Why does the Left get away with genocide?


Our children are not being taught the real horror of Communist mass murder

James Bartholomew

A week or two before Christmas I went to a drinks party and talked to someone who turned out to be a history teacher at one of Britain’s top-performing schools. We somehow started chatting about Stalin and she said – in passing – that there had been good aspects to his Five Year Plans.

I had difficulty believing she had really said that. As a result of the Five Year Plans there was extraordinary human waste, terror and starvation. Soviet economic performance was poor compared with that in the West. The production figures were lies because, as Robert Conquest wrote, “to admit failure meant instant arrest”. I was appalled that she should see the Five Year Plans in an “on the one hand, on the other hand” sort of way. I only just managed to avoid having a row.

Afterwards, I checked exactly what children are being taught in schools. I bought a copy of the CGP GCSE Modern World History revision guide. I found that what the teacher had told me is the standard line.

Just recently, I looked at the revision guide again to see what it said about a key part of the Five Year Plans: the collectivisation of farms. The collectivisation consisted of taking livestock and land from small farmers and peasants and putting them into the hands of collectives of farm workers who were instructed to cooperate. Some produce they could keep and some they were told to hand over to the state. The policy was catastrophic. Production decreased. People starved. Some farmers were not keen to have their property taken away. They were imprisoned or killed. Some collectives hid grain to avoid starvation. If discovered, they were killed, too. In all, up to ten million died as a result of the collectivisation in one of the greatest man-made disasters the world has ever known.

So what does the revision guide say?

It has a section headlined: “There were Pros and Cons to Collectivisation.” It warns students that facts and opinions can be mixed and that people are not always telling the truth. Then it goes on to list the “pros” and “cons”. The first “pro” is that collectivisation “ended the forced exploitation of peasants by greedy landGods and got rid of the greedy and troublesome kulaks [small-scale farmers]”. The second is: “It helped peasants work together”.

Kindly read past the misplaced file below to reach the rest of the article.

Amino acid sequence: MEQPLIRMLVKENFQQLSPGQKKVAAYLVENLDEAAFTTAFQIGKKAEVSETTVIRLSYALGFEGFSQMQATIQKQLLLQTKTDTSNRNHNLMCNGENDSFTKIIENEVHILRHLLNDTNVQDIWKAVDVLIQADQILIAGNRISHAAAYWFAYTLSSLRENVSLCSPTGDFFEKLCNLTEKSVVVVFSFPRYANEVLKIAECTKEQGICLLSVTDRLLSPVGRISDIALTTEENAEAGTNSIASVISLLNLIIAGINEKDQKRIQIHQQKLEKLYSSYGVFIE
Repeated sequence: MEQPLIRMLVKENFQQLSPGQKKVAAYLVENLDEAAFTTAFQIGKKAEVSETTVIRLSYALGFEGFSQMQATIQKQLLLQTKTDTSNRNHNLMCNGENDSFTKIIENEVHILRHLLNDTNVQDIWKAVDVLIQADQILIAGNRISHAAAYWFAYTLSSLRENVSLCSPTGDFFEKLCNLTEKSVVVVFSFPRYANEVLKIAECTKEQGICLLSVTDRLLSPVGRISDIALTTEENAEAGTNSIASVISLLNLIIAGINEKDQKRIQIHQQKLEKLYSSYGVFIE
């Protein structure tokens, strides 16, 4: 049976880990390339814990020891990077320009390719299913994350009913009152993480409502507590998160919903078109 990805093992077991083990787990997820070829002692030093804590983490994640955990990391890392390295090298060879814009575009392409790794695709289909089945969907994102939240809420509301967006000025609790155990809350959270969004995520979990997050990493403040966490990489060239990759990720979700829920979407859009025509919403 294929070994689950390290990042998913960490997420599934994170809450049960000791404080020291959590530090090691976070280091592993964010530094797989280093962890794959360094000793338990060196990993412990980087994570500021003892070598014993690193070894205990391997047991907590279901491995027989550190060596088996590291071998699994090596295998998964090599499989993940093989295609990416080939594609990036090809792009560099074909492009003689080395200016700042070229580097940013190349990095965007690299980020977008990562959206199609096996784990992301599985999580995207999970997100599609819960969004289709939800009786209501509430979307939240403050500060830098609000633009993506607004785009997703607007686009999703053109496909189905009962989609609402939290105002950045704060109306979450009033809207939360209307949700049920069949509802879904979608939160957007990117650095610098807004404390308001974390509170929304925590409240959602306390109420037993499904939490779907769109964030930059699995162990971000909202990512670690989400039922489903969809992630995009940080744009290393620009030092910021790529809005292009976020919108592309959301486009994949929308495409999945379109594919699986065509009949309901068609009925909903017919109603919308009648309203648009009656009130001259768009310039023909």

It is true that the guide indicates that children should try to discriminate between propaganda and truth. But given the millions who died, this is repulsive. It would be grotesque to suggest as a subject for discussion the possible pros and cons of the Holocaust. It would be sickening to offer the idea that forced labour camps “helped people work together” even if you expected children to knock the suggestion down. It is similarly horrible to suggest such a thing about collectivisation and its terrifying enforcement. In the guide’s coverage of the Holocaust there is, of course, no mention of Pros and Cons. The guide rightly asserts: “The Jewish people suffered terribly at the hands of the Nazis – and you need to know how. This is horrific…” That is how it should be.

But with the collectivisation of farms, students are advised to give a “balanced answer”. Students are to take into the “balance” that up to 10 million people were starved or killed. The brutal enforcement of the starvation of 2.5 to 7.5 million Ukrainians, known as Holodomor, is not mentioned.

The communists in the Soviet Union were responsible for the deaths of a minimum of between 13 and 15 million people, the second worst rate of deaths caused by human action after those caused by Mao Tse Tung in China. But young people are not taught this.

In a recent poll, people aged 16-24 were asked who they would associate with crimes against humanity. A higher proportion chose Tony Blair than either Mao Tse Tung or Lenin. Children are growing up without proper knowledge of the terror, economic failure and mass murder that took place under communism. Future generations may increasingly be ignorant of how the ideals of communism led to such a disaster. They are therefore more likely to be seduced by similar ideas.

That is why I am hoping to help create an organisation which will build a museum of communist terror in London, documenting what happened. The Great Terror of communism should be as much a part of what everyone knows as the Holocaust.

Source: https://digitaledition.telegraph.co.uk



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